She was in the radio 4 series Brothers in Law with Richard Briers in the 1970s.

Lockwood appeared on the front cover of Tatler magazine in February 1965.[11]

In 1965 Lockwood was one of five judges of the Miss England beauty pageant, alongside comedian Des O'Connor, actress Fenella Fielding, Patrick Wymark, and Disc Jockey Pete Murray. [12]

In 1971 Lockwood released a 7" single under the Columbia label. The A-side track was titled "He's and She's", the B-side "Edward, Alexander & Joe". [13]

She worked as a drama teacher in the early 1990s at the Arts Educational Schools in Chiswick, London.[4]

Personal LifeEdit

In 1972, she married Ernest Clark, a British actor best known as the Geoffrey Loftus in Doctor in the House and its TV sequels. Julia Lockwood retired from acting in 1977 after the birth of her third child. She and her late husband had four children, Tim, Nicholas, Lucy and Katharine.[14] She moved to live in Spain after the death of her husband.[4] She returned to the UK to live in Ilminster, Somerset in 2007, where she lived until her death.[4]

Julia's last public appearance was at the unveiling of the blue plaque on her mother's house in Kingston-upton-Thames in July 2015.[15]

Lockwood died peacefully on 24 March 2019 after a short illness, surrounded by her children.[4]

FilmographyEdit

Theatre creditsEdit

Year Play Author Role Director With Theatre Ref
1953 Alice in Wonderland Lewis Carroll Alice Peter Butterworth, Billy Thatcher Q Theatre (London) [16]
1957/58 Peter Pan J.M. Barrie Wendy Hugh Miller Margaret Lockwood, Michael Warre Scala Theatre (West End) [17] [18]
1958/59 Peter Pan J.M. Barrie Wendy Sarah Churchill, John Justin Scala Theatre (West End) [19] [18]
1959/60 Peter Pan J.M. Barrie Peter Richard Wordsworth, Patricia Garwood Scala Theatre (West End)

Kings Theatre (Glasgow)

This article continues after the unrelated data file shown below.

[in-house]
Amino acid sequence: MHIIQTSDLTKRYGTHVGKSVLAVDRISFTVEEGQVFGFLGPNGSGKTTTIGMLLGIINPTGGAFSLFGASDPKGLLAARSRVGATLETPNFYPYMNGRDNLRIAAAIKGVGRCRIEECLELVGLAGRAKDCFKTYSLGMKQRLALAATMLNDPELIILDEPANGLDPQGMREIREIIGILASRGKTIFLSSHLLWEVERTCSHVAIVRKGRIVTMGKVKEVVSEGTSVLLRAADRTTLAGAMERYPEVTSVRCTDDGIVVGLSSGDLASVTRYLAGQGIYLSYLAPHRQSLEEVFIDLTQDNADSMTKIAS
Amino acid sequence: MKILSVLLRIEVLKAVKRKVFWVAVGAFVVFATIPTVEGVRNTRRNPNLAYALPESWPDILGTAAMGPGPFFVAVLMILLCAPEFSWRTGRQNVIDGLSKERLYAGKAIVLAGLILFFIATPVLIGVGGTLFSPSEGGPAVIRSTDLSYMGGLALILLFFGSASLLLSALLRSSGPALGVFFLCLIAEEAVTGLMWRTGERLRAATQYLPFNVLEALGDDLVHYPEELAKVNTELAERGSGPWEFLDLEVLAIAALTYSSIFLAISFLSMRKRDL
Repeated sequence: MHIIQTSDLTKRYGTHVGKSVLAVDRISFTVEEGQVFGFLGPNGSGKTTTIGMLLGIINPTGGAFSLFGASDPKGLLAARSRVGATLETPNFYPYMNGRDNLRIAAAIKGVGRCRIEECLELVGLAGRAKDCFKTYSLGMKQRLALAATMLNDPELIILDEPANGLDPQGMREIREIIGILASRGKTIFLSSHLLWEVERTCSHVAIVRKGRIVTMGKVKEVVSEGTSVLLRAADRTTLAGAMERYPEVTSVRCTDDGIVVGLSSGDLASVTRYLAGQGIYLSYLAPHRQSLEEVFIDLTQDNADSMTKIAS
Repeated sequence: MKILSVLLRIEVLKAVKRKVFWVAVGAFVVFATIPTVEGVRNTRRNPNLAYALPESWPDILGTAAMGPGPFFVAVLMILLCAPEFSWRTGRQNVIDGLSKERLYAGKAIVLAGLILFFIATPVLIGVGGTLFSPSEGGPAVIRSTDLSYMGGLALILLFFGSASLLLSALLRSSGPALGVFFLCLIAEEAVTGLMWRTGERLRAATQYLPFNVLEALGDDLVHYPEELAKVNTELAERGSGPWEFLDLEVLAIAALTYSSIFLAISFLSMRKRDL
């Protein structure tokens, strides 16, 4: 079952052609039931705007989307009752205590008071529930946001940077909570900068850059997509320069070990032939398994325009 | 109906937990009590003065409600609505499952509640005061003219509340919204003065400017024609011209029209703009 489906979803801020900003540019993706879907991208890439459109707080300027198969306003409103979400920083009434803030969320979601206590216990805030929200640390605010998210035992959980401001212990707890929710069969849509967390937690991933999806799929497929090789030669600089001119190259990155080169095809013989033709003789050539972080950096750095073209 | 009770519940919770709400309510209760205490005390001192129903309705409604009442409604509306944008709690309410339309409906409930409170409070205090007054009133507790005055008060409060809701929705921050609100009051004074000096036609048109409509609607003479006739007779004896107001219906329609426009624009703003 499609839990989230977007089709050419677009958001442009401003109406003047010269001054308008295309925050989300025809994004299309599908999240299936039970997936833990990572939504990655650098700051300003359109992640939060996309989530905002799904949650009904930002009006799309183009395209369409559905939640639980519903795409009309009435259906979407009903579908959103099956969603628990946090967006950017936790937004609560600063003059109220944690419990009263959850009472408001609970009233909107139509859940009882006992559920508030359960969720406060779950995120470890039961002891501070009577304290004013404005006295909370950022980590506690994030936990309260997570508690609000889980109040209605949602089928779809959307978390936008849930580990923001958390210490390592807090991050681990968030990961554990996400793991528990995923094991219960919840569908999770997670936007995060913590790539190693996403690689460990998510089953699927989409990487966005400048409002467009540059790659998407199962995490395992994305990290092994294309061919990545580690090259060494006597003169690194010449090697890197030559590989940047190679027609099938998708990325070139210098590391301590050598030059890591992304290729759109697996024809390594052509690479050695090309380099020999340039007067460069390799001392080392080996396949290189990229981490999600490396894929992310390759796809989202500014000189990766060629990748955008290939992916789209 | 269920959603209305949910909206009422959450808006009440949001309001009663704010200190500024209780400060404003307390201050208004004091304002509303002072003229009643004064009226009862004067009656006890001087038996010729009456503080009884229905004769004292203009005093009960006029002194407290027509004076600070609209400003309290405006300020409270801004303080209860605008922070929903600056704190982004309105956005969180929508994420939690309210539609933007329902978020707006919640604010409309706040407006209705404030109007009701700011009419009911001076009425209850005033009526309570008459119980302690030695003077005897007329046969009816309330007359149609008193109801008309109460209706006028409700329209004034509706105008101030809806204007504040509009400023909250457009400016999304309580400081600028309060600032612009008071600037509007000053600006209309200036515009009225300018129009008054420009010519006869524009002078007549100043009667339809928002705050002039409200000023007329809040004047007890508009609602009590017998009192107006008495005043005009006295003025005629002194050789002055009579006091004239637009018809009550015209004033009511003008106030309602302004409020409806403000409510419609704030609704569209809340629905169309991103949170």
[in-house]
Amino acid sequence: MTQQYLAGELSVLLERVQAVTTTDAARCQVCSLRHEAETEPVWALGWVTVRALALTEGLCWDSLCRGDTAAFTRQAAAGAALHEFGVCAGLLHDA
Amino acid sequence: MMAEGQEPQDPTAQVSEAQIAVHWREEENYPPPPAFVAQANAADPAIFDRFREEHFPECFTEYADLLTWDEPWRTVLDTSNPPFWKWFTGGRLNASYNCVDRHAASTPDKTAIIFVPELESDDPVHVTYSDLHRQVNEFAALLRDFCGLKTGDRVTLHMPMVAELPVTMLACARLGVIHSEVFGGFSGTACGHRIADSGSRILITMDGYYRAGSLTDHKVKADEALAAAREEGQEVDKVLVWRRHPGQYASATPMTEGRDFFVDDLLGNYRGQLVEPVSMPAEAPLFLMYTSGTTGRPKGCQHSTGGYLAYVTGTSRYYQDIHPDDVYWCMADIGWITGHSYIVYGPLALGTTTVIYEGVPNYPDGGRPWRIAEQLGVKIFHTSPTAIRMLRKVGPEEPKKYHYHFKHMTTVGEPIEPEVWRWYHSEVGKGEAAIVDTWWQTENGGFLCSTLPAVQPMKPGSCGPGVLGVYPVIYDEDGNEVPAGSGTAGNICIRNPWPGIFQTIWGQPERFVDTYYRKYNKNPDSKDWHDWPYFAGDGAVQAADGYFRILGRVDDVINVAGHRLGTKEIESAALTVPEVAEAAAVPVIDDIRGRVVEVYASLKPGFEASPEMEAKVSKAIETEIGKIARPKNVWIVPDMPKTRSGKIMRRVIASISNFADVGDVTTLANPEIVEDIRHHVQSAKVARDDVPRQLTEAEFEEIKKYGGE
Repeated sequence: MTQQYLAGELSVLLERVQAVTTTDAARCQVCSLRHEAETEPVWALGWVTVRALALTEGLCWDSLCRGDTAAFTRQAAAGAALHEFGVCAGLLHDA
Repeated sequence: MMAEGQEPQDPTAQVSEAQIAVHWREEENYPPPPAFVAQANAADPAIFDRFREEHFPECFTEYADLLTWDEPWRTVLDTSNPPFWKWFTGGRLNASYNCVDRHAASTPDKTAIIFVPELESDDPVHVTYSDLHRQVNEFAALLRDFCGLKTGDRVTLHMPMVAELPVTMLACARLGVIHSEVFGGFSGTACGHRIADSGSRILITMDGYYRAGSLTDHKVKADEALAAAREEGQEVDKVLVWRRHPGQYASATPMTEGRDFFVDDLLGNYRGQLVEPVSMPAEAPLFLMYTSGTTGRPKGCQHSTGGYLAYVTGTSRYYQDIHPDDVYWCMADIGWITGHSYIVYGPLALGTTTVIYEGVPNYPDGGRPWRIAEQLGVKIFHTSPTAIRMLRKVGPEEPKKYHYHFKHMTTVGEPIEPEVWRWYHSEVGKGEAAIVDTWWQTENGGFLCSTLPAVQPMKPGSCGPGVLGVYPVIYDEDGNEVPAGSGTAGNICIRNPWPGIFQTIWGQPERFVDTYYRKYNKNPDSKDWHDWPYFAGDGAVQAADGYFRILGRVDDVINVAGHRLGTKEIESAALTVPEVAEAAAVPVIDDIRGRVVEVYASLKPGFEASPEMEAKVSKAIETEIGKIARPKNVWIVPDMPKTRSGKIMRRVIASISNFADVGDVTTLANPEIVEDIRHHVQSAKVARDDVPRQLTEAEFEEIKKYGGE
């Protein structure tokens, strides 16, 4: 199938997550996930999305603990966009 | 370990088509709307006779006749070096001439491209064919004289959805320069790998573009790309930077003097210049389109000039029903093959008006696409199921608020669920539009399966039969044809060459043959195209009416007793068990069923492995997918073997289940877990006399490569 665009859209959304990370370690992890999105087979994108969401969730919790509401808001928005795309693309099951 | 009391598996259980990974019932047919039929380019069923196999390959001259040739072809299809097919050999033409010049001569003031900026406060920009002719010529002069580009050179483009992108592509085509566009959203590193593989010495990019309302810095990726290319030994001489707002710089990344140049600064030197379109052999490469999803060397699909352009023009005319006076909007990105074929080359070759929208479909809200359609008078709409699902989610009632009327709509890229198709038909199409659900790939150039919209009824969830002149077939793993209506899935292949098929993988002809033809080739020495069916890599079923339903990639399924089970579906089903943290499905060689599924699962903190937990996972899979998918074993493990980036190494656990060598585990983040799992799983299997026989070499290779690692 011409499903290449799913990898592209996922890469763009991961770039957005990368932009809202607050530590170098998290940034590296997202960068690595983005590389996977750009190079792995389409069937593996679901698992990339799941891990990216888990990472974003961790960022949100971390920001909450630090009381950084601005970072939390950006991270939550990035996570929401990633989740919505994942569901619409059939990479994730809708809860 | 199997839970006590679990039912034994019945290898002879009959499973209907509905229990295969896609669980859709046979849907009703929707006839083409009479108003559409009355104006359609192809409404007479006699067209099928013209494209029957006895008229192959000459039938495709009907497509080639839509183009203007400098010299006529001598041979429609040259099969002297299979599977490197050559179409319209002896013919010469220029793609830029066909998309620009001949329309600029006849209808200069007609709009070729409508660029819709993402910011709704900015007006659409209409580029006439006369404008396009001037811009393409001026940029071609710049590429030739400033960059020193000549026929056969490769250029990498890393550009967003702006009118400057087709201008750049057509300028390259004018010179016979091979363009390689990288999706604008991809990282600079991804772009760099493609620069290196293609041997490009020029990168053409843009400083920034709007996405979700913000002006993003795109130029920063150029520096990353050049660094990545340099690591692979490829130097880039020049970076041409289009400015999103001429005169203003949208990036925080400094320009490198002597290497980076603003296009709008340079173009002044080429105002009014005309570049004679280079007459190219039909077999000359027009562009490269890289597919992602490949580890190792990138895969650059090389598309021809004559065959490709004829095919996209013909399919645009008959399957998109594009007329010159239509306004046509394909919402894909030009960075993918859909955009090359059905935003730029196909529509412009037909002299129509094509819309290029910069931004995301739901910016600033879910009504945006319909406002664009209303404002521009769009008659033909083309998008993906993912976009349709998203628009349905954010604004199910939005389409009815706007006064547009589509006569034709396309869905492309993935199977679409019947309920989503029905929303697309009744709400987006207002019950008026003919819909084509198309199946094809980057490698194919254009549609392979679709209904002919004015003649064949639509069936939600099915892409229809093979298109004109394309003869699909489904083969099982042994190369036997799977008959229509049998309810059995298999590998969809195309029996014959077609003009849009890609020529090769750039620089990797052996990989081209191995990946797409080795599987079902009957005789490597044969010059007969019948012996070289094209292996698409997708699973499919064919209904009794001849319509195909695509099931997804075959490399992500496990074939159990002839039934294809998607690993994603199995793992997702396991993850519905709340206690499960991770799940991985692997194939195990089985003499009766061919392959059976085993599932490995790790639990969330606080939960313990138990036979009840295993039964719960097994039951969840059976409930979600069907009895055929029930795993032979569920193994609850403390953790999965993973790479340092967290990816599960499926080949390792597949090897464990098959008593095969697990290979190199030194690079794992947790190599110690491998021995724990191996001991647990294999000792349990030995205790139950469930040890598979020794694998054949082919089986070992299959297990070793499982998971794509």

[20] [21]
1960/61 Peter Pan J.M. Barrie Peter Donald Sinden, Juliet Mills Scala Theatre (West End) [22] [20]
1962 Cry for Love (aka The Devil Inside Him) John Osborne (as Robert Owen) Michael Williams, Richard Wordsworth, Patrick Desmond Pembroke Theatre

Empire Theatre (Sunderland)

[23] [24] [25]
1962 No Time for Love Liggat James Barry Sinclair, Terence Duff Golders Green Hippodrome (London) [25]
1963/64 Peter Pan J.M. Barrie Peter Alastair Sim Scala Theatre (West End) [26] [20]
1964 Every Other Evening Jack Popplewell Derek Farr, Margaret Lockwood, Diane Hart, Jeremy Bulloch Phoenix Theatre (West End) [27] [28]
1966 Arsenic And Old Lace Joseph Kesselring Elaine Harper Murray Macdonald Dame Sybil Thorndike, Athene Seyler, Richard Briers, Neil McCarthy Vaudeville Theatre (West End) [29] [30]
1966/67 Peter Pan J.M. Barrie Peter Ron Moody, Mia Martin Scala Theatre (West End)

Royal Shakespeare Theatre (Stratford)

[31] [32]
1968 The Servant of Two Masters Carlo Goldoni Beatrice Toby Robertson Tommy Steel, Michele Dotrice, Clive Francis, Edward de Souza, Morag Hood, Graham Crowden Queen's Theatre (West End) [33] [34]
1969 Goodbye Charlie George Axelrod Virginia David Butler John Gregson, Lynda Baron Kings Theatre (Glasgow)

Ashcroft Theatre (Croydon)

[35] [36]